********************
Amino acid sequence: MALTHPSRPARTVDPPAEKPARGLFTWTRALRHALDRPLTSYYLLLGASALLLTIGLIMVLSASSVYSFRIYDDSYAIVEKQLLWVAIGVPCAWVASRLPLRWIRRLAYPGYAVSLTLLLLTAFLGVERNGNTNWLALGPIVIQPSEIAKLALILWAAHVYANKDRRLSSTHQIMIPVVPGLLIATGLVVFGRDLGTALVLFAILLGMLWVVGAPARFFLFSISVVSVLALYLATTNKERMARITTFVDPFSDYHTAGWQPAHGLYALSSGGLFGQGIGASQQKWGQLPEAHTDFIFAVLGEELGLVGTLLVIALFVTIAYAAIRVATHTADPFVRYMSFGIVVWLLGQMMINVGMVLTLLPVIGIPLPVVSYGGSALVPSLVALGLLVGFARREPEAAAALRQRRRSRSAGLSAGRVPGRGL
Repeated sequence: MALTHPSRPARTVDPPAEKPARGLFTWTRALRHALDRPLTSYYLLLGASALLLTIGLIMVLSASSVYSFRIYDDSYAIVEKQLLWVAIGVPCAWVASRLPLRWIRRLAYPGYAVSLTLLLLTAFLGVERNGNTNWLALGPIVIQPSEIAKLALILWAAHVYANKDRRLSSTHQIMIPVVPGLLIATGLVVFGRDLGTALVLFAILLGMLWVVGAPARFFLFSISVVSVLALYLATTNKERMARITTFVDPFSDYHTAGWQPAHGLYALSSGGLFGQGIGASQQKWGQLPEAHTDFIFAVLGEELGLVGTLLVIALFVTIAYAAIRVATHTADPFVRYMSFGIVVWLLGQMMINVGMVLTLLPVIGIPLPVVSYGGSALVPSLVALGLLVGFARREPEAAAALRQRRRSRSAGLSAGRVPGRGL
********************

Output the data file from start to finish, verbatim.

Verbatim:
Amino acid sequence: MALTHPSRPARTVDPPAEKPARGLFTWTRALRHALDRPLTSYYLLLGASALLLTIGLIMVLSASSVYSFRIYDDSYAIVEKQLLWVAIGVPCAWVASRLPLRWIRRLAYPGYAVSLTLLLLTAFLGVERNGNTNWLALGPIVIQPSEIAKLALILWAAHVYANKDRRLSSTHQIMIPVVPGLLIATGLVVFGRDLGTALVLFAILLGMLWVVGAPARFFLFSISVVSVLALYLATTNKERMARITTFVDPFSDYHTAGWQPAHGLYALSSGGLFGQGIGASQQKWGQLPEAHTDFIFAVLGEELGLVGTLLVIALFVTIAYAAIRVATHTADPFVRYMSFGIVVWLLGQMMINVGMVLTLLPVIGIPLPVVSYGGSALVPSLVALGLLVGFARREPEAAAALRQRRRSRSAGLSAGRVPGRGL
Repeated sequence: MALTHPSRPARTVDPPAEKPARGLFTWTRALRHALDRPLTSYYLLLGASALLLTIGLIMVLSASSVYSFRIYDDSYAIVEKQLLWVAIGVPCAWVASRLPLRWIRRLAYPGYAVSLTLLLLTAFLGVERNGNTNWLALGPIVIQPSEIAKLALILWAAHVYANKDRRLSSTHQIMIPVVPGLLIATGLVVFGRDLGTALVLFAILLGMLWVVGAPARFFLFSISVVSVLALYLATTNKERMARITTFVDPFSDYHTAGWQPAHGLYALSSGGLFGQGIGASQQKWGQLPEAHTDFIFAVLGEELGLVGTLLVIALFVTIAYAAIRVATHTADPFVRYMSFGIVVWLLGQMMINVGMVLTLLPVIGIPLPVVSYGGSALVPSLVALGLLVGFARREPEAAAALRQRRRSRSAGLSAGRVPGRGL